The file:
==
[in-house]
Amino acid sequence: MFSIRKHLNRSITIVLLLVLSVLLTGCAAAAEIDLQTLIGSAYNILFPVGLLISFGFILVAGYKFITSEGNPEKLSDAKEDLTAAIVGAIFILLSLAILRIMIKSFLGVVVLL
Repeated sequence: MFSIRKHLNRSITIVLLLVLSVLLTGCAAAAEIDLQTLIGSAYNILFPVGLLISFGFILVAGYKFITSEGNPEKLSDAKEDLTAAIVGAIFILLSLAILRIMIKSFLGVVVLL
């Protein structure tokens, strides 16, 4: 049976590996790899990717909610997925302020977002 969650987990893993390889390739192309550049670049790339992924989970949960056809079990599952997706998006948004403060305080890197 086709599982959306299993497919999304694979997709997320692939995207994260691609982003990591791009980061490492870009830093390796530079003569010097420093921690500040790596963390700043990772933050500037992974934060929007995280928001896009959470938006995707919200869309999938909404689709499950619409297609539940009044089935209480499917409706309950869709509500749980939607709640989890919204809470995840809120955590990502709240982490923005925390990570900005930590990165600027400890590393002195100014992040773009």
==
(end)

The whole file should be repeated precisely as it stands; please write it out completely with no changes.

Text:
[in-house]
Amino acid sequence: MFSIRKHLNRSITIVLLLVLSVLLTGCAAAAEIDLQTLIGSAYNILFPVGLLISFGFILVAGYKFITSEGNPEKLSDAKEDLTAAIVGAIFILLSLAILRIMIKSFLGVVVLL
Repeated sequence: MFSIRKHLNRSITIVLLLVLSVLLTGCAAAAEIDLQTLIGSAYNILFPVGLLISFGFILVAGYKFITSEGNPEKLSDAKEDLTAAIVGAIFILLSLAILRIMIKSFLGVVVLL
């Protein structure tokens, strides 16, 4: 049976590996790899990717909610997925302020977002 969650987990893993390889390739192309550049670049790339992924989970949960056809079990599952997706998006948004403060305080890197 086709599982959306299993497919999304694979997709997320692939995207994260691609982003990591791009980061490492870009830093390796530079003569010097420093921690500040790596963390700043990772933050500037992974934060929007995280928001896009959470938006995707919200869309999938909404689709499950619409297609539940009044089935209480499917409706309950869709509500749980939607709640989890919204809470995840809120955590990502709240982490923005925390990570900005930590990165600027400890590393002195100014992040773009």